Freedom of the Press
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Press Freedom Score (0 = best, 100 = worst)
Legal Environment(0 = best, 30 = worst)
Political Environment(0 = best, 40 = worst)
Economic Environment(0 = best, 30 = worst)
Constitutional provisions for freedom of the press and of expression are only partially upheld. As part of its ongoing reforms to prepare for membership in the European Union, Turkey passed another series of reforms in 2004 that affected press freedom. A new press code was adopted in June that includes heavy fines instead of prison sentences for some press crimes, permits noncitizens to own periodicals and serve as editors, protects against disclosure of sources, and prevents authorities from closing publications or hindering distribution. The government overhauled the penal code in September 2004. The new code, which was due to take effect in April 2005, reduced the minimum sentence for defamation. However, prison sentences remain in place for crimes such as stating that genocide was committed against the Armenians in 1915, instigating hatred in one part of the population against another (used against journalists who write about the Kurdish population), or calling for the removal of Turkish troops from Cyprus. Criminal defamation laws for insult against institutions such as the president, the military, and Turkish national identity stand as well, and sentences are in fact longer for members of the media than for others. As part of a package of reforms passed in June, the government removed the military member of the Supreme Council of Radio and Television (RTUK), the broadcast regulatory authority. Also in June, after considerable delay (the initial law was passed in August 2002), state television and radio began limited broadcasting in minority languages, including Kurdish. Critics protested that the broadcasts were too restricted and quality was poor, but the move was a major step forward for Kurdish rights and freedom of expression.
Censorship is not explicit, but content censorship and self-censorship occur among editors and journalists, who are concerned about violating the many legal restrictions. Often, the courts side against journalists, who continue to be jailed and face huge fines for various press offenses. In May, Hakan Albayrak, former editor of Mili Gazete, was sentenced to 15 months in prison without bail for insulting Kemal Ataturk (the founder of modern Turkey). Sabri Ejder Ozic, the former head of the Radyo Dunya station in the city of Adana, was sentenced to one year in jail in December 2003 after he criticized the government's decision to allow foreign troops on Turkish territory and to send Turkish troops to Iraq. Ozic appealed the sentence and has not yet been imprisoned. In May, an Ankara court ordered three journalists of the Islamist-oriented newspaper Vakit to pay 551 billion lira (US$408,000) to 312 generals for allegedly insulting them in a 2003 article. Some media outlets were temporarily closed during the year. RTUK has the authority to sanction broadcasters if they are not in compliance with the law or its expansive 23 broadcasting principles. Although independent, RTUK, whose members are elected by the parliament, is frequently subject to political pressure. Thus, a local television station was shut down for a month in April 2004 after broadcasting songs in Kurdish, a language that has traditionally been banned in public. The pro-Kurdish newspaper Yeniden Ozgur Gundem was forced to close in February because of fines amounting to hundreds of thousands of dollars. In March, police officers attacked nine journalists in Diyarbakir who were covering a protest by a pro-Kurdish party over alleged rigged elections. Pro-Kurdish journalists continue to be victims of many kinds of pressure. In June, police detained 25 journalists from pro-Kurdish media outlets. Antiterrorist police searched the offices of pro-Kurdish news agency Dicle and arrested 16 journalists and staff. Antiterrorist police also searched the offices of the pro-Kurdish monthlies Ozgur Halk and Genc Bakis and arrested six staff members.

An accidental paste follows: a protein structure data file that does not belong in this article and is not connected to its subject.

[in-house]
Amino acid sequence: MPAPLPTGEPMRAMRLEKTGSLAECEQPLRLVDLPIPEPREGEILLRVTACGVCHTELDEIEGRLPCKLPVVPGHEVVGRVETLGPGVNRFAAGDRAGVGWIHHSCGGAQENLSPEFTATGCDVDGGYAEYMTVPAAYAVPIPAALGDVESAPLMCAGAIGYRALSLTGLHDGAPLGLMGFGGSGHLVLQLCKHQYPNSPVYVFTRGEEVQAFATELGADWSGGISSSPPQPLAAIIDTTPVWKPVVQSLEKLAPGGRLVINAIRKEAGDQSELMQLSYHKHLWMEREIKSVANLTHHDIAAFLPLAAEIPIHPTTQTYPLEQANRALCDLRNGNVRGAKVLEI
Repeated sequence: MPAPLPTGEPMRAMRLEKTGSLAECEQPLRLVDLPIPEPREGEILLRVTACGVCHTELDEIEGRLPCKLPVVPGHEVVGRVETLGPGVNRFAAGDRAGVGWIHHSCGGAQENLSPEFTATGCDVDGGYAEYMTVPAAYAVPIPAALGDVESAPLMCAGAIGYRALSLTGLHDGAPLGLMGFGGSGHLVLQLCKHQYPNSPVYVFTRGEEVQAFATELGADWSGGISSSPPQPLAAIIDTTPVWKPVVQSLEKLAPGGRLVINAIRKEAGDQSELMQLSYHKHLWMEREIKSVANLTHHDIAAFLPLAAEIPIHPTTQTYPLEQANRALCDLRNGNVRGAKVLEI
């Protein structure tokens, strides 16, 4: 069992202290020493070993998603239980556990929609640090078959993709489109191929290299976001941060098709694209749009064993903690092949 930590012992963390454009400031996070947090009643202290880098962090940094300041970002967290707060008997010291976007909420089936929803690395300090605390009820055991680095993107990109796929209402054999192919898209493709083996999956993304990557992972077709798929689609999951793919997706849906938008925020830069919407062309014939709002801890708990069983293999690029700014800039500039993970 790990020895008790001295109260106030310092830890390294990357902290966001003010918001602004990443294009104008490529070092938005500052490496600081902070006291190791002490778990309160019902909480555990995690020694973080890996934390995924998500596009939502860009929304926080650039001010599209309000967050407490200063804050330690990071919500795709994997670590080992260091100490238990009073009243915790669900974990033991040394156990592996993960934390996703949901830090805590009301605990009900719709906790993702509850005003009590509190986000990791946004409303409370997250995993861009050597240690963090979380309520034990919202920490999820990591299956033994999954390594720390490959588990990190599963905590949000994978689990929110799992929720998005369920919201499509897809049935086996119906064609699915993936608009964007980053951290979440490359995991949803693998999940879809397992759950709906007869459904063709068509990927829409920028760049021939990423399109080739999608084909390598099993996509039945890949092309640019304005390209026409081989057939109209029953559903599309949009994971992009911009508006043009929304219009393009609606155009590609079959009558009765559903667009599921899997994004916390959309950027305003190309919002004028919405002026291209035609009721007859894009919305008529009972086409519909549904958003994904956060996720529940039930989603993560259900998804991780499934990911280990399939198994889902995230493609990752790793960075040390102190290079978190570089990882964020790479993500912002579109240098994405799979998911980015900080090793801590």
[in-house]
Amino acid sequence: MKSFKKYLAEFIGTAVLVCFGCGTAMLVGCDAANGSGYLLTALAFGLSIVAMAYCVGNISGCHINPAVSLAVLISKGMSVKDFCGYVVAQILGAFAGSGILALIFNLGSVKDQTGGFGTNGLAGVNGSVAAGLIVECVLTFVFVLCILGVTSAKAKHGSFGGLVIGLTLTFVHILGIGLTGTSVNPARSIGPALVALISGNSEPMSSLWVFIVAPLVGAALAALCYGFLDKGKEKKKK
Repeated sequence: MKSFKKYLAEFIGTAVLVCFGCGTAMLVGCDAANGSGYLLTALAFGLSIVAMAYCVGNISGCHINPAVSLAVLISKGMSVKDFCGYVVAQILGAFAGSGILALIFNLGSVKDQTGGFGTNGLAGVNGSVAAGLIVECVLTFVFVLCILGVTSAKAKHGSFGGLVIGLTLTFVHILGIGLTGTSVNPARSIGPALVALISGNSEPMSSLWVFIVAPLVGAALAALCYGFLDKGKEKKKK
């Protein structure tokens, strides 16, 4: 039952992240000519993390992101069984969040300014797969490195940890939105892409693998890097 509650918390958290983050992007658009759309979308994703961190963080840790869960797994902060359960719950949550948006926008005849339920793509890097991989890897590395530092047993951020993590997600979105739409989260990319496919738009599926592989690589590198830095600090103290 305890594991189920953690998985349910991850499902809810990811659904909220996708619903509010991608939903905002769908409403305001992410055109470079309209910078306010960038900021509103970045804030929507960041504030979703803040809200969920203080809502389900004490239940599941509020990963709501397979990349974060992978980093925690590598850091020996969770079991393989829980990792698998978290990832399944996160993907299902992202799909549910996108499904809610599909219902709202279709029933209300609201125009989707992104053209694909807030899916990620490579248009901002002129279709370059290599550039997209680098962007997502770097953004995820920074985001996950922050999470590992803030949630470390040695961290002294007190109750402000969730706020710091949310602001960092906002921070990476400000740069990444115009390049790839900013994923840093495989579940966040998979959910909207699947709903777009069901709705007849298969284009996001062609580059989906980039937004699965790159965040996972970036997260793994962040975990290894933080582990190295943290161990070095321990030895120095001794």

Despite overt government restrictions, independent domestic and foreign print media provide diverse views, including criticism of the government and its policies. Turkey's broadcast media are well developed, with hundreds of private television channels, including cable and satellite, as well as commercial radio stations. Media are highly concentrated in a few private conglomerates, which subtly pressure their editors and journalists to refrain from reporting that will harm their business interests. This could include avoiding criticism of the government, which often has contracts with other arms of the companies and advertisers. As the strength of these media groups continues to grow unchecked, they could become a bigger obstacle to press freedom than the state. The quality of the Turkish media is low. About a quarter of the population accessed the Internet in major cities, with a growing percentage in rural areas.